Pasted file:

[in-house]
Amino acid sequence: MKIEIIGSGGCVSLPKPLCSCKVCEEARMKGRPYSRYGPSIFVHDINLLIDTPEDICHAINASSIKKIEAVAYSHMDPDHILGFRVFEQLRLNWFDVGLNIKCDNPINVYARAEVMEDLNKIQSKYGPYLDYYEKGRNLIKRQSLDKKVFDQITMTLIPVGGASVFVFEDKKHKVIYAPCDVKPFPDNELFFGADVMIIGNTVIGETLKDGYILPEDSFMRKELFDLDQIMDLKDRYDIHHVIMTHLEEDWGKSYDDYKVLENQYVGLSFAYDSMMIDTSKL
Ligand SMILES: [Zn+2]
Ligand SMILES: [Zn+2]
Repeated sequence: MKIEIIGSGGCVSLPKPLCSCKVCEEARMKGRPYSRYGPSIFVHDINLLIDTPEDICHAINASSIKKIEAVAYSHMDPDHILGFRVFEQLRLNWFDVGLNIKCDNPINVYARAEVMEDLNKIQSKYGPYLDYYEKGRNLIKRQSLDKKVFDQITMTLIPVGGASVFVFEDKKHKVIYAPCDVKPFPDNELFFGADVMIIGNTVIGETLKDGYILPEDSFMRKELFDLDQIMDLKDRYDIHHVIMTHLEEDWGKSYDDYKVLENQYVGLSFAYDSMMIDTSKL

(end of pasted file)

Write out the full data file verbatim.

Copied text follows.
[in-house]
Amino acid sequence: MKIEIIGSGGCVSLPKPLCSCKVCEEARMKGRPYSRYGPSIFVHDINLLIDTPEDICHAINASSIKKIEAVAYSHMDPDHILGFRVFEQLRLNWFDVGLNIKCDNPINVYARAEVMEDLNKIQSKYGPYLDYYEKGRNLIKRQSLDKKVFDQITMTLIPVGGASVFVFEDKKHKVIYAPCDVKPFPDNELFFGADVMIIGNTVIGETLKDGYILPEDSFMRKELFDLDQIMDLKDRYDIHHVIMTHLEEDWGKSYDDYKVLENQYVGLSFAYDSMMIDTSKL
Ligand SMILES: [Zn+2]
Ligand SMILES: [Zn+2]
Repeated sequence: MKIEIIGSGGCVSLPKPLCSCKVCEEARMKGRPYSRYGPSIFVHDINLLIDTPEDICHAINASSIKKIEAVAYSHMDPDHILGFRVFEQLRLNWFDVGLNIKCDNPINVYARAEVMEDLNKIQSKYGPYLDYYEKGRNLIKRQSLDKKVFDQITMTLIPVGGASVFVFEDKKHKVIYAPCDVKPFPDNELFFGADVMIIGNTVIGETLKDGYILPEDSFMRKELFDLDQIMDLKDRYDIHHVIMTHLEEDWGKSYDDYKVLENQYVGLSFAYDSMMIDTSKL